Aug 2011

It’s not often I get a chance to attend talks by authors, so I was happy to be able to go to one yesterday evening. I heard readings by Evan Fallenberg (from his new book, When We Danced on Water) and Abby Frucht (who is in Israel to teach creative writing), followed by a discussion on writing. A very pleasant evening.

And it was made more pleasant by the journey there and back. Despite my previous experience, I decided to brave the light railway again. What a difference! I left the house at 6:00 and arrived in the centre of town at 6:30. I couldn’t have done that by bus. I got a seat both ways and we didn’t stop for long at stations.

Now all I need is a sticker:

Four of us walked the whole length of Jaffa Road, from the bus station to Jaffa Gate. On the way, we were overtaken about every two minutes by a light railway train. Jerusalem has finally reached the twenty-first century. Well, not quite. Because it was the same train that kept passing us. I need to go back in time to explain.

As it was my birthday, I got to choose. I wanted to see the Mamilla shopping centre, which has been open for a few years but which I only saw once and not in the evening. So I chose a restaurant in the area that was recommended. We could have gone by car, but I decided it was time to try out the light railway. We’ve been suffering the building of this single railway line for eight years. The opening has been postponed four times. Last week, it started operation and for the first few weeks it’s free!

I wonder whether the powers that be will decide they made a mistake, opening it up as free transport during the summer holidays. We got on at the first station. When the train arrived, the seats were all taken in a second and we had to stand. As the train filled up, people jostled us – not just at stations but during the ride. The large number of prams and children didn’t help.

Jerusalemites aren’t used to trains. They’re used to buses, on which there is one door to enter and another to leave. When the train stops, no one thinks to tell them to let people off first. They push their way on, and then those getting off have to push, too. There are problems with doors. People stand in the way of the doors so that they don’t close. Over the loudspeaker, they say, “Boy in the green shirt, keep away from the emergency button. What you’re doing is dangerous.” That’s why the train stopped for about five minutes at each station.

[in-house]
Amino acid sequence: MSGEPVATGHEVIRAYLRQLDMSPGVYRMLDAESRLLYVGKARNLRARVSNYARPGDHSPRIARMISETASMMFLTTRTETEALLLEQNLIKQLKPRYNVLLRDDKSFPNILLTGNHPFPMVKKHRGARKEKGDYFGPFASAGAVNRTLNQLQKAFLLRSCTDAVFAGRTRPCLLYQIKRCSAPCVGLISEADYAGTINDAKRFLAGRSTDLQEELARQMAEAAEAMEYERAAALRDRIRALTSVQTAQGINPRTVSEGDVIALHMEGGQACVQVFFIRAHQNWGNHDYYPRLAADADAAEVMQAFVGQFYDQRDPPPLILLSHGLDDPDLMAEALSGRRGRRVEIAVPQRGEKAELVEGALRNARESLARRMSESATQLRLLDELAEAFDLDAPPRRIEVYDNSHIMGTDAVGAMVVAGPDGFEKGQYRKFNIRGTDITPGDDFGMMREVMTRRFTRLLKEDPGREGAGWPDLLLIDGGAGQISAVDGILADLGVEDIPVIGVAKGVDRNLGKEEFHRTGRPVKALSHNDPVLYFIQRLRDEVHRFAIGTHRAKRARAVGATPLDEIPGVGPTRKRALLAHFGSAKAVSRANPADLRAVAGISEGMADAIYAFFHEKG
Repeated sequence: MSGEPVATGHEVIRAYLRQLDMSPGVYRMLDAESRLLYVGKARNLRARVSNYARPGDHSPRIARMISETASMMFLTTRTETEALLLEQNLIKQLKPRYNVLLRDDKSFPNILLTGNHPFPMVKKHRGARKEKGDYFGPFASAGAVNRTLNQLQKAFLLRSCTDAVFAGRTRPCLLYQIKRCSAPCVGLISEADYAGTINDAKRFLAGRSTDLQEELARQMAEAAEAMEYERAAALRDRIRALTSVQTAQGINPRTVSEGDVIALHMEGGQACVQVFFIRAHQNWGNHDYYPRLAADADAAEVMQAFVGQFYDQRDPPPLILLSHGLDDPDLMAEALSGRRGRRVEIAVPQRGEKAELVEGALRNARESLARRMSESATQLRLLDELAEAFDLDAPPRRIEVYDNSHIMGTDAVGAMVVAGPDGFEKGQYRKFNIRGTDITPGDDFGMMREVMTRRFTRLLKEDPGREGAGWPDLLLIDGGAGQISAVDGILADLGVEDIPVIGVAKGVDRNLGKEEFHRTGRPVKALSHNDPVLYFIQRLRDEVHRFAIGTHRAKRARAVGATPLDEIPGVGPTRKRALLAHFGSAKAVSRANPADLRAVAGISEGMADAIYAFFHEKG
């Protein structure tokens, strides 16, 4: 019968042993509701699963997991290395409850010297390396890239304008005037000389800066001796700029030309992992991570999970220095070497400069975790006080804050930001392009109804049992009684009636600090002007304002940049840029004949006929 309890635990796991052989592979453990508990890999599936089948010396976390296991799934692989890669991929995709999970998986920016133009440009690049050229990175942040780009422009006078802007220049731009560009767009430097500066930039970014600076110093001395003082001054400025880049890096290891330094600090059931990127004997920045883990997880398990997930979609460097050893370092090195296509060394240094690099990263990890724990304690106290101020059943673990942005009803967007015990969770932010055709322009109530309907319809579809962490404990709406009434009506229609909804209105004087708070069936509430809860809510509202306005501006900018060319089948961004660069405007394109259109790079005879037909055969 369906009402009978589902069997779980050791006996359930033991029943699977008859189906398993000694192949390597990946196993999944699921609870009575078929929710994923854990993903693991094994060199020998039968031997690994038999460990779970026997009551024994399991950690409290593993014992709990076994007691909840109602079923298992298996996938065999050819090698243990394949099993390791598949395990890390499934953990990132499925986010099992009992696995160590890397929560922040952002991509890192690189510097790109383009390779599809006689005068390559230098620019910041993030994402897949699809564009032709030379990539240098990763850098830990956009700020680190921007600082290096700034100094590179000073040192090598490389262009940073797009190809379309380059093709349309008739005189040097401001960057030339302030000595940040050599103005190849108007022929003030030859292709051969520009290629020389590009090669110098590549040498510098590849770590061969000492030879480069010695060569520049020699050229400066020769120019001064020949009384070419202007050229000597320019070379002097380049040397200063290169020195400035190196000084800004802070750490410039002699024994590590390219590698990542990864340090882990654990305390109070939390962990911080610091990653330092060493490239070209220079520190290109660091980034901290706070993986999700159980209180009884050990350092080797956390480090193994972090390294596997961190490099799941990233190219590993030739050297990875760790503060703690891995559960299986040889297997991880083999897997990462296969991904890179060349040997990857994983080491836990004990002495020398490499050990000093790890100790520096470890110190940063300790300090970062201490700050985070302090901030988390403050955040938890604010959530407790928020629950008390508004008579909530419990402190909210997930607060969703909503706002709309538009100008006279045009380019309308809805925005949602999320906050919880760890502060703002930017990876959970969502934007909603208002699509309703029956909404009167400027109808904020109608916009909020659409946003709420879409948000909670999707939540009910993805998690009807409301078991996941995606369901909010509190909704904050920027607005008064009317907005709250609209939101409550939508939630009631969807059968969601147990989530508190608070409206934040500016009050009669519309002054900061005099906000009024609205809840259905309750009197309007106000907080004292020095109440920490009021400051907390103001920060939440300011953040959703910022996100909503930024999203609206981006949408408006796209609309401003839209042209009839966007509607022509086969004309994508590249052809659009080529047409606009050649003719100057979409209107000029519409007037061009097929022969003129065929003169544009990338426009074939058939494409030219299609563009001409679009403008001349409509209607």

When we reached the bus station, we’d had enough. We got out and walked, arriving at exactly the same time as the train.

The shopping centre was quite full. We found the restaurant and waited less than five minutes for a table. We sat outside, which might have been a mistake because it was rather noisy. The food was excellent. I had mushroom quiche with salad, followed by a rather large but tasty apple pie.

Walking back to the train stop, I took a photo of a sign that has been there for many years. What do you think it means? (Answer at the end of this post.)

While in a snapping mood, and because we had to wait nearly an hour for our train, I photographed one going the other way:

The return journey was also slow, noisy and uncomfortable. Hopefully, the teething problems will be sorted out and we really will have a convenient transport system in Jerusalem. We haven’t got there yet.

The sign? “REHOV PRATI” is a transliteration of the Hebrew. It means “private road,” but of course you knew that, didn’t you?

Of my online friends, there are a few who have birthdays in August. Growing up, I was, most of the time, the only one in my class whose birthday fell in August.

I was never sure whether I liked being born in August. I was pleased that I could celebrate in the summer, and that I didn’t have to attend school on that special day. But it also meant that my birthday wasn’t celebrated at school and I hardly ever had a party because other children were on holiday and, usually, so were we.

I once had a birthday party at a summer school. Children came and enjoyed the cake, but they soon ran off to watch the afternoon film when I wanted them to stay and play games.